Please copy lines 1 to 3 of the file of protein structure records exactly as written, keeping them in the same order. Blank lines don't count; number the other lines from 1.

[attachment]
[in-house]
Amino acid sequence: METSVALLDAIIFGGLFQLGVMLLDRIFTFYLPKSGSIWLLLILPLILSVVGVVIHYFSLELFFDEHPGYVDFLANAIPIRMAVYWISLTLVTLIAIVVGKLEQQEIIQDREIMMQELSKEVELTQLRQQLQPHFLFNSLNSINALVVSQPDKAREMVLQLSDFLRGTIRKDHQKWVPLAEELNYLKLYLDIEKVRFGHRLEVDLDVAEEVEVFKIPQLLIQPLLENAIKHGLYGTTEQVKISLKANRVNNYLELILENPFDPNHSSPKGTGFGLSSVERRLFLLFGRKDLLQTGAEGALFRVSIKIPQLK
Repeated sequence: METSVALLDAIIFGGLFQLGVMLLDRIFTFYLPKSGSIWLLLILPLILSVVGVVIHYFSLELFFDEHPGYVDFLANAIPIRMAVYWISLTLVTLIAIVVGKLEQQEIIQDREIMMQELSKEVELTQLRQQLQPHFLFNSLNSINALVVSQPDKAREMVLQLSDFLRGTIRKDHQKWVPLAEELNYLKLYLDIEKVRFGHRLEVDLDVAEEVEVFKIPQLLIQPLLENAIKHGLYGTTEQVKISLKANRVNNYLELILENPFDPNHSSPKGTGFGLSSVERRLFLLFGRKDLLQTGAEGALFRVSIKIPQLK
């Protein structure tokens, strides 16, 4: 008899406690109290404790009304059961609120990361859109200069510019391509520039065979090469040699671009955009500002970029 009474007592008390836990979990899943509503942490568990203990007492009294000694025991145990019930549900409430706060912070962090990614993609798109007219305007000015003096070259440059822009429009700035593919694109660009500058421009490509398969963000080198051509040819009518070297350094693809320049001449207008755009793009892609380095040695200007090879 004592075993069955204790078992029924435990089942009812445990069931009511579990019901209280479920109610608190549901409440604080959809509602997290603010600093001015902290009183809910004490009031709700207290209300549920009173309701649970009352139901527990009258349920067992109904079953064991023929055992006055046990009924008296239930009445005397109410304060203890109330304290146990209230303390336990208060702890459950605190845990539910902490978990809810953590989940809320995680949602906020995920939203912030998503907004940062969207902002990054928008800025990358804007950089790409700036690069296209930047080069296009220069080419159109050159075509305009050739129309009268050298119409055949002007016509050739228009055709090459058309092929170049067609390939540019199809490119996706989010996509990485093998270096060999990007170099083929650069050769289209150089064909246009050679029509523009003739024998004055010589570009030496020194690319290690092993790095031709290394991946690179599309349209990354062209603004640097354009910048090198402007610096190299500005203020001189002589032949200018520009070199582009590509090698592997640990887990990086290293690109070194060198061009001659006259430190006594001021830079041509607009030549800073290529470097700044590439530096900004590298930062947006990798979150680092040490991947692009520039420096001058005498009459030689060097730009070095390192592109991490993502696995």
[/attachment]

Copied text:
[in-house]
Amino acid sequence: METSVALLDAIIFGGLFQLGVMLLDRIFTFYLPKSGSIWLLLILPLILSVVGVVIHYFSLELFFDEHPGYVDFLANAIPIRMAVYWISLTLVTLIAIVVGKLEQQEIIQDREIMMQELSKEVELTQLRQQLQPHFLFNSLNSINALVVSQPDKAREMVLQLSDFLRGTIRKDHQKWVPLAEELNYLKLYLDIEKVRFGHRLEVDLDVAEEVEVFKIPQLLIQPLLENAIKHGLYGTTEQVKISLKANRVNNYLELILENPFDPNHSSPKGTGFGLSSVERRLFLLFGRKDLLQTGAEGALFRVSIKIPQLK
Repeated sequence: METSVALLDAIIFGGLFQLGVMLLDRIFTFYLPKSGSIWLLLILPLILSVVGVVIHYFSLELFFDEHPGYVDFLANAIPIRMAVYWISLTLVTLIAIVVGKLEQQEIIQDREIMMQELSKEVELTQLRQQLQPHFLFNSLNSINALVVSQPDKAREMVLQLSDFLRGTIRKDHQKWVPLAEELNYLKLYLDIEKVRFGHRLEVDLDVAEEVEVFKIPQLLIQPLLENAIKHGLYGTTEQVKISLKANRVNNYLELILENPFDPNHSSPKGTGFGLSSVERRLFLLFGRKDLLQTGAEGALFRVSIKIPQLK